DCSIMG

Social justice could be real victim of Labour's by-election defeat

Weakness on Left and Right has created threat of a destabilising power vacuum in UK politics

REPORTS of the death of British political parties are usually much exaggerated; apart from anything else, there's something about the Westminster system that so craves the presence of two large, dominating parties that it keeps hauling them back, Terminator-style, from the brink of self-destruction.

For all that, though, it would be wrong to underestimate the shocking depth of the crisis that now faces the Labour Party, as it confronts the smoking electoral ruins of all it has tried to achieve since 1997. In Glasgow East, Margaret Curran fought like a terrier to save the day for Labour, and was batted aside, in a seat so safe that there are only 24 sitting Labour MPs in the UK who would have a better chance of surviving electoral meltdown.

The prospects for Labour are now unremittingly grim. Too infatuated with wealth and power to retain the loyalty of its traditional supporters, yet too trapped by its history ever to be fully trusted by its new friends, New Labour has slowly written its own political and organisational death-warrant as a party. Now, both in Scotland and south of the Border, its reconstruction will doubtless take the best part of a decade, even if the UK general election comes sooner rather than later, and feisty Margaret Curran is elected as the new Scottish Labour leader within weeks.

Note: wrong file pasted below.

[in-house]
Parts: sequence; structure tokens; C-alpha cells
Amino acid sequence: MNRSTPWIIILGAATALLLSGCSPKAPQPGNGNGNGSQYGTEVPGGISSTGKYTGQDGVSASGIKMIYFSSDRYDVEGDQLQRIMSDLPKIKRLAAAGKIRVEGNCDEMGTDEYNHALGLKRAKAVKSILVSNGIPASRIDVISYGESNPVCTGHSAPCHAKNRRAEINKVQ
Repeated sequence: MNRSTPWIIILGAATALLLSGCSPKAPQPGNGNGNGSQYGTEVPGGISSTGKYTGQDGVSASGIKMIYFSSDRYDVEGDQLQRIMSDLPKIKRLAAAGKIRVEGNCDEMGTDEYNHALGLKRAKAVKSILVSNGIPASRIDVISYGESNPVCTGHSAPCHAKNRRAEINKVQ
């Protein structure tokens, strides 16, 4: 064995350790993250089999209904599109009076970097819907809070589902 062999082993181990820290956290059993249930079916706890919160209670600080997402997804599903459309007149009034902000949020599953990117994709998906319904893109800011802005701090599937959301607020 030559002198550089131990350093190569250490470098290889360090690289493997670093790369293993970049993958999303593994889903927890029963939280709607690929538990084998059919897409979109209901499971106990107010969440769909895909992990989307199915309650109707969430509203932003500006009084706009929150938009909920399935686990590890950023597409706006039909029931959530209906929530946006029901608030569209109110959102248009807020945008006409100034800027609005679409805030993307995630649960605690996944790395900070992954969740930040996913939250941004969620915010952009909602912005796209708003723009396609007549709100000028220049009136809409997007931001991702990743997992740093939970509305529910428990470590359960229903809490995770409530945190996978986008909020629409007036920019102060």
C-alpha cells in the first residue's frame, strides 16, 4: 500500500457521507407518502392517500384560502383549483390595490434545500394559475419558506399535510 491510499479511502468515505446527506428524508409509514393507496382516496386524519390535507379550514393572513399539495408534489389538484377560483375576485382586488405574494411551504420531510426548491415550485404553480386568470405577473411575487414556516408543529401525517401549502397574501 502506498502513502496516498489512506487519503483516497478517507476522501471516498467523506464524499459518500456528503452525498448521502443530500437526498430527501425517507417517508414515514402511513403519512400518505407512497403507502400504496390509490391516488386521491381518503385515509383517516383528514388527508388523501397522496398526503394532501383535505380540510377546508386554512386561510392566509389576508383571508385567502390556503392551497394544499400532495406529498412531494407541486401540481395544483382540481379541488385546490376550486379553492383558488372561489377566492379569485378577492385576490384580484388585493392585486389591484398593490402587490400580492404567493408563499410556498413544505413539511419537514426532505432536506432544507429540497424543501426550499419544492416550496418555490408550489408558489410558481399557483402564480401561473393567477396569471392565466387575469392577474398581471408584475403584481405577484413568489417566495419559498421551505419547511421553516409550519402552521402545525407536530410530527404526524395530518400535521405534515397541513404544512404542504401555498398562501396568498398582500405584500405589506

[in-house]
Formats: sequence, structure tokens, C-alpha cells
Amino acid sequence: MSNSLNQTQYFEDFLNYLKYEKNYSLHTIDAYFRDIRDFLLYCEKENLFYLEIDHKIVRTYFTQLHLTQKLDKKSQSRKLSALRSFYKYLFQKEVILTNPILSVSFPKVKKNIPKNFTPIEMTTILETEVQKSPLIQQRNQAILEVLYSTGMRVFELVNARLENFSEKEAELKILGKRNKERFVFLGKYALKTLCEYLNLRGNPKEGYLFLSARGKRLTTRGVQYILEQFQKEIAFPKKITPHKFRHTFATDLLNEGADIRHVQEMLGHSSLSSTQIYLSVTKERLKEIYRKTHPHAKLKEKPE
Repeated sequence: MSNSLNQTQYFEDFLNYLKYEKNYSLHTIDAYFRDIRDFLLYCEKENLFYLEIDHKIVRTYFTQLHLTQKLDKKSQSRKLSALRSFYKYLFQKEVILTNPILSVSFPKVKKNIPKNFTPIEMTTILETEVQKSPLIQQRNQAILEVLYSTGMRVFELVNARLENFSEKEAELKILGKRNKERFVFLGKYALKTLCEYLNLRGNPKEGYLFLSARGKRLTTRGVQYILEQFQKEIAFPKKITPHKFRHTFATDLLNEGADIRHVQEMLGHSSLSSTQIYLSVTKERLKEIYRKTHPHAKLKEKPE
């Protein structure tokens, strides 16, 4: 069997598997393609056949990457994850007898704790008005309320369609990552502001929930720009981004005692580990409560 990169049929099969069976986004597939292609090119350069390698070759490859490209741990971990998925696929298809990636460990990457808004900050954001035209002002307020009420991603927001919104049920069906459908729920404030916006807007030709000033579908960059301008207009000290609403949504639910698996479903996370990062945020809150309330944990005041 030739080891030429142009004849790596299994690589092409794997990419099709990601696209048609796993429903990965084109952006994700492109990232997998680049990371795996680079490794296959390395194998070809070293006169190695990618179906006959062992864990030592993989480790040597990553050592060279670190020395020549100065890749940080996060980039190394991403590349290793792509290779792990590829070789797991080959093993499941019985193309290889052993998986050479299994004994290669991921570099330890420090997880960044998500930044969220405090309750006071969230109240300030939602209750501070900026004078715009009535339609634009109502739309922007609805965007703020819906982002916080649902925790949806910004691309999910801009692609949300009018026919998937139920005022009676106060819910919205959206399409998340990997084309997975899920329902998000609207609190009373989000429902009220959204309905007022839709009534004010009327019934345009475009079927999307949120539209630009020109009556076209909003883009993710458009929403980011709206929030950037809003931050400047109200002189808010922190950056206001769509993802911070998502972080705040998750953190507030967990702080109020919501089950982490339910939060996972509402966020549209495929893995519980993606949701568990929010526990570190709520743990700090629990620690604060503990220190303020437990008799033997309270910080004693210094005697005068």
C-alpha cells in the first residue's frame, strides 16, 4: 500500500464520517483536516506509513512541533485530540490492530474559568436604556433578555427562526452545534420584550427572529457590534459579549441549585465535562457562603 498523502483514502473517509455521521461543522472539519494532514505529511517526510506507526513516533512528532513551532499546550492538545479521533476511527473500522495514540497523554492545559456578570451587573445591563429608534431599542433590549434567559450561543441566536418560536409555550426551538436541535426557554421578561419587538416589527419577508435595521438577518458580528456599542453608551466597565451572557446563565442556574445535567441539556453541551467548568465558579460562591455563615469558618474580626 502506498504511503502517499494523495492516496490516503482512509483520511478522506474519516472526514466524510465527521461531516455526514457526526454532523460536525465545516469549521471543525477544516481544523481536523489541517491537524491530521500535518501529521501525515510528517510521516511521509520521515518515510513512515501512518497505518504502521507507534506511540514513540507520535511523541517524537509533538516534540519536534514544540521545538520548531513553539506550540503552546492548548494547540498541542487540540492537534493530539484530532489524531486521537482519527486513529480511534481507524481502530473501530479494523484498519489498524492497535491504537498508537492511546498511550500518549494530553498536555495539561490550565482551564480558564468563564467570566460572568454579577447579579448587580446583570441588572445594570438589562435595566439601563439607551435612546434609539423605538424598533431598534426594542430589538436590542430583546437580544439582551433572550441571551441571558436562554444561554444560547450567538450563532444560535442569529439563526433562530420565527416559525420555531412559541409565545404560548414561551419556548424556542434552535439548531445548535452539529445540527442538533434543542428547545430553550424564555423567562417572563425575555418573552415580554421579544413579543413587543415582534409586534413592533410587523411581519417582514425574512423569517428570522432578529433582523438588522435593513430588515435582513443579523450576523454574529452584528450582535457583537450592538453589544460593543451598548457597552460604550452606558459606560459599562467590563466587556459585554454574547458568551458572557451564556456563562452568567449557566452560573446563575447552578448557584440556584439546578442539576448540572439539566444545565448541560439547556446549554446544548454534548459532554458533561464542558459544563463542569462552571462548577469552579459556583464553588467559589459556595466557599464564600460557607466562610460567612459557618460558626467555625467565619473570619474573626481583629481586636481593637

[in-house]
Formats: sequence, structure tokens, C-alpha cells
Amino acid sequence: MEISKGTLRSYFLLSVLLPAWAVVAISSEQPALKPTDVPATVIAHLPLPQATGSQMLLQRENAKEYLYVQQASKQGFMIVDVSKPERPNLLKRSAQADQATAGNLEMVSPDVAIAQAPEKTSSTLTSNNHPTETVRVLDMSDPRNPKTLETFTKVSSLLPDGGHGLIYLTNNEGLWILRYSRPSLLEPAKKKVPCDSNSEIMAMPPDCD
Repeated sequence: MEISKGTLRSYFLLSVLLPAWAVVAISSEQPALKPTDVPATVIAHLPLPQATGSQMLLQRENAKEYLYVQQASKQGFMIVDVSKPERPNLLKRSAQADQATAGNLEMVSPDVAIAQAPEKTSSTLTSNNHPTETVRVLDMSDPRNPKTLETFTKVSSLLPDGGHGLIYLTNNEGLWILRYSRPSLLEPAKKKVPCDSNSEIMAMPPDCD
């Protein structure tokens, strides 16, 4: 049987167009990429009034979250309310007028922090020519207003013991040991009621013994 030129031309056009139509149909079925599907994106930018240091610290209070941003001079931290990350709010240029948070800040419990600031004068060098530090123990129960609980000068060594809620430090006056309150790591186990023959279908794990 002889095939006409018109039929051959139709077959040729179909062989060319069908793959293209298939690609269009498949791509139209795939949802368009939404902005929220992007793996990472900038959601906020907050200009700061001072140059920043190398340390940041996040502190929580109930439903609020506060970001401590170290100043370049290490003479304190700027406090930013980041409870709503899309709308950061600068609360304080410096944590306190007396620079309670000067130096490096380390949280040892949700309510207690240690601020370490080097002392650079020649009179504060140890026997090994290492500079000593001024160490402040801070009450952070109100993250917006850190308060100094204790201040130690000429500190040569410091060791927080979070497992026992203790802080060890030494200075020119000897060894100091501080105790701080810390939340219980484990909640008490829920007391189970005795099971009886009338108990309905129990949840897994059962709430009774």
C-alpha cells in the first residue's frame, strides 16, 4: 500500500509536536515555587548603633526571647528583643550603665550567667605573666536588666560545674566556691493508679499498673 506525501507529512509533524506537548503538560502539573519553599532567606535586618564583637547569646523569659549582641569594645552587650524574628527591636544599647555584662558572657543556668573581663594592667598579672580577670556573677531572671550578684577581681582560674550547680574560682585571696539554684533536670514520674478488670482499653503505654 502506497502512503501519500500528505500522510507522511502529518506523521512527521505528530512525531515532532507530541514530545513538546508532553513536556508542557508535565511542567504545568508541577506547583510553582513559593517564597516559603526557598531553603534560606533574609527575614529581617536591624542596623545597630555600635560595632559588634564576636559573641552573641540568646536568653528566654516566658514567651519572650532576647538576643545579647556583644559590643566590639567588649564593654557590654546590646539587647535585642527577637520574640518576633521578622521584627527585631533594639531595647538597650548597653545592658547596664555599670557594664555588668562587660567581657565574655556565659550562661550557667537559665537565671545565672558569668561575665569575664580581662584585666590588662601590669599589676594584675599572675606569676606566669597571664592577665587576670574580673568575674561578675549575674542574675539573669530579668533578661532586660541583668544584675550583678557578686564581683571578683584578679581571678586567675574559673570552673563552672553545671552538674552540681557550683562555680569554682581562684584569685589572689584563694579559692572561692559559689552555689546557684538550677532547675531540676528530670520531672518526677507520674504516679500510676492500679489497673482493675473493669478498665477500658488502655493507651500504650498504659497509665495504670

All of which would be dramatic enough, if it were simply a matter – as in 1979 – of a left-of-centre political era coming to an end, and another and more right-wing consensus beginning to take shape. The problem is, though, that there is very little evidence that this is the case.

People may be exasperated by high taxation, and particularly by the recent cack-handed abolition of the 10p tax-rate for low-earners; but in every other area, the charge-sheet against Gordon Brown's government, brought by disillusioned voters from Crewe to Easterhouse, seems to lean to the Left of the government's present position, rather than the Right.